Some drivers are diverted to city streets. Early in the project, modifications were made to the approaches and local streets to accommodate the detours. Timing changes were made to traffic signals and turning lanes were added. A temporary access road was created for the NJ Transit Park and Ride Lot.
NJDOT developed a traffic management plan, which includes installation of an intelligent traffic system, dynamic message signs, overhead lane control signals, and closed-circuit television cameras, which allows NJDOT and emergency responders to monitor the traffic.
At night, the contractor can close one additional lane on the bridge. NJDOT considered temporary overnight closures, but the structure’s framing and geometry made it impossible to replace small sections of the road at night and open it back to traffic during the day.
The bridge also carries an exclusive morning bus line for commuters headed into Manhattan. More than 1,800 buses each day take the route and carry about 63,000 people every morning. That bus lane is being maintained throughout construction.
“Overall, traffic is flowing as well as can be expected during construction,” Schaprio says. “There are some delays, because of the lane reductions. But for the most part, there have not been more than 10 to 15 minutes increases in travel time.”
Construction occurs near to traffic. Standard construction barriers with reflectors protect the workers, and the project remains a safe job.
“We have been very strict about safety,” Dave says. Along with motorists, we are trying our best to give contractor’s personnel a safe way to work on this bridge.”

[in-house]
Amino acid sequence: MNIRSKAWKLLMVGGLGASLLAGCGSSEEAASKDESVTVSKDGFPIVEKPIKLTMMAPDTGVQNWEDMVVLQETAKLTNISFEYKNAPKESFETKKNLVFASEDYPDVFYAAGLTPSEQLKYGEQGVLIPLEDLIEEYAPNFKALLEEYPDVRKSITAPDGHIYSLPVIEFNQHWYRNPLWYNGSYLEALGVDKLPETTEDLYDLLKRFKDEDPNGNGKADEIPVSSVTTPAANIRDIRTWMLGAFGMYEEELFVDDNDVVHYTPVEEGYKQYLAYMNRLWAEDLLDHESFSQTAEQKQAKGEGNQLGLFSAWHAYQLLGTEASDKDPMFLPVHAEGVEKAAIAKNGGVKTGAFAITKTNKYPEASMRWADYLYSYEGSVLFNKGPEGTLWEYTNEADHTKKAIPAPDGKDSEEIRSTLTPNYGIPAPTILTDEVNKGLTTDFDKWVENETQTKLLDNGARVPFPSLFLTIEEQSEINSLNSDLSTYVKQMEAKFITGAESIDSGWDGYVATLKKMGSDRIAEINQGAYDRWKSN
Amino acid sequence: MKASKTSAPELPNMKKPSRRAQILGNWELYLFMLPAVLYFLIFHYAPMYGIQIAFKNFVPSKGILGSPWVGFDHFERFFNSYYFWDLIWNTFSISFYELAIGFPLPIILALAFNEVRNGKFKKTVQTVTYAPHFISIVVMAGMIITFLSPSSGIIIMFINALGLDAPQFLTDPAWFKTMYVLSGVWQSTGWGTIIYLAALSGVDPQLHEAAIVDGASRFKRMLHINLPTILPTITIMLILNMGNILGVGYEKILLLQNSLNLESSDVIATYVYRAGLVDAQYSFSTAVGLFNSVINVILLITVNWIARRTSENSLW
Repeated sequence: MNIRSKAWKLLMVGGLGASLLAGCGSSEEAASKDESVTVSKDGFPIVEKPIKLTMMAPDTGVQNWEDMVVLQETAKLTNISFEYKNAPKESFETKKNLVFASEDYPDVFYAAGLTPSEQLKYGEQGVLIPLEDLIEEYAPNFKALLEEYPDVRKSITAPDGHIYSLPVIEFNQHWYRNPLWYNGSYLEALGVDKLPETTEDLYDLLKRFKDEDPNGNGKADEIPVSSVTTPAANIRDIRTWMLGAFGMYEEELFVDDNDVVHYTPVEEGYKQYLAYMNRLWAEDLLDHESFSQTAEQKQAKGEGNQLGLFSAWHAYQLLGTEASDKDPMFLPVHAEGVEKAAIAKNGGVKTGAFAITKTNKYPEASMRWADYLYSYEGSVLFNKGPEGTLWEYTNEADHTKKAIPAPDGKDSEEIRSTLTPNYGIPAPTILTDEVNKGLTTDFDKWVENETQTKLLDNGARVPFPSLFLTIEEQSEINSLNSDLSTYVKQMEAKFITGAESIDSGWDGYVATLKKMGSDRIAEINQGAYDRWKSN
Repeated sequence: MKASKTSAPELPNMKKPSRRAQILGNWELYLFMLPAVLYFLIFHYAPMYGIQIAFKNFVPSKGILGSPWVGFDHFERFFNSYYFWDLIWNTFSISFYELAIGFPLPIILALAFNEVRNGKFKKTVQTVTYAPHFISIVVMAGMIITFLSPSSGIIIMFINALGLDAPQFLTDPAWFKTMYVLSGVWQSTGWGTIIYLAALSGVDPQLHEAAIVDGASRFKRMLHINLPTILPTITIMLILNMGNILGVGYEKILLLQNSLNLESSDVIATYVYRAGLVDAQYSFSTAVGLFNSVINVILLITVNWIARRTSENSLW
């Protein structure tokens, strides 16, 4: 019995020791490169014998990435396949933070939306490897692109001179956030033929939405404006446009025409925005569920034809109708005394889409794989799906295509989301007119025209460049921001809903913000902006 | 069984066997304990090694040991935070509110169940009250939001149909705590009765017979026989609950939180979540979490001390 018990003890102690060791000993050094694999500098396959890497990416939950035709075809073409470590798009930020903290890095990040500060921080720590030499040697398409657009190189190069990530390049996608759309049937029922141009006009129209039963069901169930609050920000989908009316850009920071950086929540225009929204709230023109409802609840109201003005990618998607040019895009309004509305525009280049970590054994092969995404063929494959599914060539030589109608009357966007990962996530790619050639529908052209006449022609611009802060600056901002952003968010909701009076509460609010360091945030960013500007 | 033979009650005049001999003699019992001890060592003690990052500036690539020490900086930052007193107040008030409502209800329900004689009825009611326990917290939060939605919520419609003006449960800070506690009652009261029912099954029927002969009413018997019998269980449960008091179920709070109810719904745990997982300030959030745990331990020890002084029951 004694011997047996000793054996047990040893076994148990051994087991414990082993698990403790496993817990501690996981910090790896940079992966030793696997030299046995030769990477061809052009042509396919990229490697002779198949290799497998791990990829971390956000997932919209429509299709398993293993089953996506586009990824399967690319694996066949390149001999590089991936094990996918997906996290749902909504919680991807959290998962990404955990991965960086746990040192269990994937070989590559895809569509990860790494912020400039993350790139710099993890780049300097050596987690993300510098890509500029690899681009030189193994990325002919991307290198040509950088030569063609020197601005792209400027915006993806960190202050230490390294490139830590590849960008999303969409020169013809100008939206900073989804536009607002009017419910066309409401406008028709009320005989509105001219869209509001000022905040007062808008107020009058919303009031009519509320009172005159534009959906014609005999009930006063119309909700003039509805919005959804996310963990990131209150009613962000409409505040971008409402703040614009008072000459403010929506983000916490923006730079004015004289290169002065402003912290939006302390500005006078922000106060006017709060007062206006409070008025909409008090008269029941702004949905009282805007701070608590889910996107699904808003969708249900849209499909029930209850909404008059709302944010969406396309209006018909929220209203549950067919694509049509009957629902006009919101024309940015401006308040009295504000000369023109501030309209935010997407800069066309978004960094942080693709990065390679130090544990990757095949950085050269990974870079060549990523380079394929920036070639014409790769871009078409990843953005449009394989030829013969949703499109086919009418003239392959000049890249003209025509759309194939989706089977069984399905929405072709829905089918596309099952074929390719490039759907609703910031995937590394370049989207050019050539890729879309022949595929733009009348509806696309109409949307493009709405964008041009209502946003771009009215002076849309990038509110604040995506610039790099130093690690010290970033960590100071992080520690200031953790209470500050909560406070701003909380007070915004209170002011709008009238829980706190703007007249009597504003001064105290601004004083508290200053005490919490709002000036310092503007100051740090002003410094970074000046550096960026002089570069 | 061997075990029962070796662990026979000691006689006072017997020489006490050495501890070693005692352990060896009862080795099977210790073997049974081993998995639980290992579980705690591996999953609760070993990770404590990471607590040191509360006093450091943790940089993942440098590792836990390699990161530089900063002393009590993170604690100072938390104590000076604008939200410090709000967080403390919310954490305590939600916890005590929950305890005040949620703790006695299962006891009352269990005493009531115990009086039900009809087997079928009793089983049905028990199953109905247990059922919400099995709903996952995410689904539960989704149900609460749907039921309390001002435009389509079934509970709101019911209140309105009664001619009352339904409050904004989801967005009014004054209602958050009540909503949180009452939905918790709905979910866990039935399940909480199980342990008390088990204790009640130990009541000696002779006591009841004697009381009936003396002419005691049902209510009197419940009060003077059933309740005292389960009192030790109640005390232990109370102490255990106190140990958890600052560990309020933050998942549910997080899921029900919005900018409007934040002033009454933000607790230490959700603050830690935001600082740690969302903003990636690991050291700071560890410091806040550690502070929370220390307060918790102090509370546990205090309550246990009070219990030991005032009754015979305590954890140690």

Work began on the bridge in August 2018 and will take more than two and a half years.
To protect the workers and people below, IEW installed scaffolding, similar to shielding, underneath the entire bridge.
“They are walking under the bridge to repair the steel,” Dave says.
In some instances, sections of steel have been identified for replacement, while others are being rehabilitated. Workers will carefully remove and replace steel plates.
Pillars and bearings also need replacing and repairing. IEW will replace bearings that allow the bridge to sway with vibration. Crews will reconstruct the movable joints. This work requires jacking up sections of the bridge structure about a quarter of an inch.
The drainage improvements include boosting the bridge’s cross slopes to help stormwater run off of the bridge and a replacement of the entire drainage system on the bridge.
The contractor is using traditional construction equipment, including a mobile crane. NJDOT has installed noise monitoring equipment. Additionally, the schedule minimizes noise at certain times to limit negative effects on residents, businesses and the community.
IEW has several crews of workers on site. Work continues through the winter. NJDOT expects completion of the project in fall 2021.
Photos courtesy of the New Jersey Department of Transportation